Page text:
Patients with chronic rhinosinusitis (CRS) feel dismissed by GPs and rushed by specialists, research published in the BMJ Open suggests.
The qualitative study - part of the Defining best Management for Adults with Chronic Rhinosinusitis (MACRO) programme - included information collected during semi-structured telephone interviews with 25 CRS patients attending primary care and secondary care ear, nose and throat outpatient clinics in the United Kingdom.
The median age of participants was 49 years (range 20-74) and 56 per cent were men. Participants had a median history of CRS of 10 years (range 1-40). Fifty-six per cent reported being diagnosed with nasal polyps and 40 per cent reported previous sinus surgery.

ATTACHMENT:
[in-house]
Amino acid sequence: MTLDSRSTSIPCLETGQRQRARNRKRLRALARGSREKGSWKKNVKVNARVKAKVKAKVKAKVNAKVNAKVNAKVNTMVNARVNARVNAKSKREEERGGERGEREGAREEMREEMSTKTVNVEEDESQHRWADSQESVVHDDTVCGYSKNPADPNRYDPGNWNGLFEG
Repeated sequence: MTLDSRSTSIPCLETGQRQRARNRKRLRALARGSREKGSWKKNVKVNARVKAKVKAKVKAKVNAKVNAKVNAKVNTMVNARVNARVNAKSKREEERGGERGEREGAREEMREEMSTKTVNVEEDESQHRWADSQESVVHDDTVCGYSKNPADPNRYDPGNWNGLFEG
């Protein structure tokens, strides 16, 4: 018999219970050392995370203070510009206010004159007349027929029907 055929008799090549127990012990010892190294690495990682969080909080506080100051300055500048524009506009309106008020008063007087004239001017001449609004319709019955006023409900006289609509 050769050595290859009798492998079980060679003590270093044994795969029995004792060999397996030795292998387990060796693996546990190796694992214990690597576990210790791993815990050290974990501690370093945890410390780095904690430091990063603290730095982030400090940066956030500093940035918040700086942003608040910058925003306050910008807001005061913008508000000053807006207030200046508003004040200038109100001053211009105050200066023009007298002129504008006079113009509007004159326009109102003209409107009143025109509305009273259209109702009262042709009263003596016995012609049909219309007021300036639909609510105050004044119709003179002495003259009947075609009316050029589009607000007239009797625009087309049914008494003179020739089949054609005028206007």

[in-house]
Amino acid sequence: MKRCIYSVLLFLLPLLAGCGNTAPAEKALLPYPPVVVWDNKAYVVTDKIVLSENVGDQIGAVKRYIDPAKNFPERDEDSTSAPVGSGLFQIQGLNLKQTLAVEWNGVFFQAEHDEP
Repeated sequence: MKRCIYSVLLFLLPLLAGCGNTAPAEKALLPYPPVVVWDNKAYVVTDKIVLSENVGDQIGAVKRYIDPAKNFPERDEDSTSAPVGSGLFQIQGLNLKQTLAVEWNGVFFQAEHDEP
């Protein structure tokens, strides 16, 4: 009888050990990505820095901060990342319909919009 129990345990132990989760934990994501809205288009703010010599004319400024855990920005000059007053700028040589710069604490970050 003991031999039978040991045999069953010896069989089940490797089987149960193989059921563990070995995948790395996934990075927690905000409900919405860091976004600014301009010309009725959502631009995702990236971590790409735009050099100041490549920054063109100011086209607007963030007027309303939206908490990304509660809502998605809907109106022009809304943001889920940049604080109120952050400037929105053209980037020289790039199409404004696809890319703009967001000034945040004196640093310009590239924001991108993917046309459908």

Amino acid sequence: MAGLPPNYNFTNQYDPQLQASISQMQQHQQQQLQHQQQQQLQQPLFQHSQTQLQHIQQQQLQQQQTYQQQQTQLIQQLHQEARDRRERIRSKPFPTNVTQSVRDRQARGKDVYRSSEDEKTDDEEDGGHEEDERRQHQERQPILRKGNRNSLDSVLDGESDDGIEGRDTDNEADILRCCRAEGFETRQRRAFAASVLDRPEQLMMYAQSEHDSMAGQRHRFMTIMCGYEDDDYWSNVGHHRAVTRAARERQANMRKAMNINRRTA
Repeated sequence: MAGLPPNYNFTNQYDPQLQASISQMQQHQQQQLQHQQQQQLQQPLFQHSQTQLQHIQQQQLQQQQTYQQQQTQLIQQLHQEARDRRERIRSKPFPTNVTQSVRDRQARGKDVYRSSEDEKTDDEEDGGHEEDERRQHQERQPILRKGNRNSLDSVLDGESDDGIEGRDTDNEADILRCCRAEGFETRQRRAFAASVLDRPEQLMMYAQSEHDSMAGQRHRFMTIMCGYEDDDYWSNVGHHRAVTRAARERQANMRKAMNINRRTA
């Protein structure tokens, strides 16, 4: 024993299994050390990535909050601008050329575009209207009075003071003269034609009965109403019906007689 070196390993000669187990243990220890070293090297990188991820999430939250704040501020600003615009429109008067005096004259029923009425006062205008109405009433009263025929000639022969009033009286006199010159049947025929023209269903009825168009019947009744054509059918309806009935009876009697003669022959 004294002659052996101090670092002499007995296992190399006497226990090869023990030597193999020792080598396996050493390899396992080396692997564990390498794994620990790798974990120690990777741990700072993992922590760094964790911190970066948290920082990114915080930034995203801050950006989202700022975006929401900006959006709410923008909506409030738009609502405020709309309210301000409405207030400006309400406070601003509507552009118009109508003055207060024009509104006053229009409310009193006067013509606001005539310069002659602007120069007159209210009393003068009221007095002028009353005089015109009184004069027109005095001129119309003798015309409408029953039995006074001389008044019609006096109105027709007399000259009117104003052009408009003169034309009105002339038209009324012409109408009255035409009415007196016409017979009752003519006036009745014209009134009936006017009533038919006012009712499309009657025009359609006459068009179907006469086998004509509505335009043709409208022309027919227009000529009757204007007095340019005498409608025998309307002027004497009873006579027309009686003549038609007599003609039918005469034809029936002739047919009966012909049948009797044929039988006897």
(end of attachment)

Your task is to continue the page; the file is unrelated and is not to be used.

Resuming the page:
Participants often described frustration about not being listened to by their GPs, or felt GPs were dismissive or disinterested in their symptoms of CRS and did not understand the full impact on quality of life.
There was also some dissatisfaction with secondary care, with some expressing the view that specialists do not always take a ‘holistic’ approach to CRS, especially if participants have asthma and allergy, and are not always open-minded to other causes or treatments for CRS. Some participants feel rushed through the consultation.
The authors say better coordinated care between general practice and specialist settings, with evidence-based treatment options and a clear, integrated care pathway, is needed to optimise CRS patient management across both settings.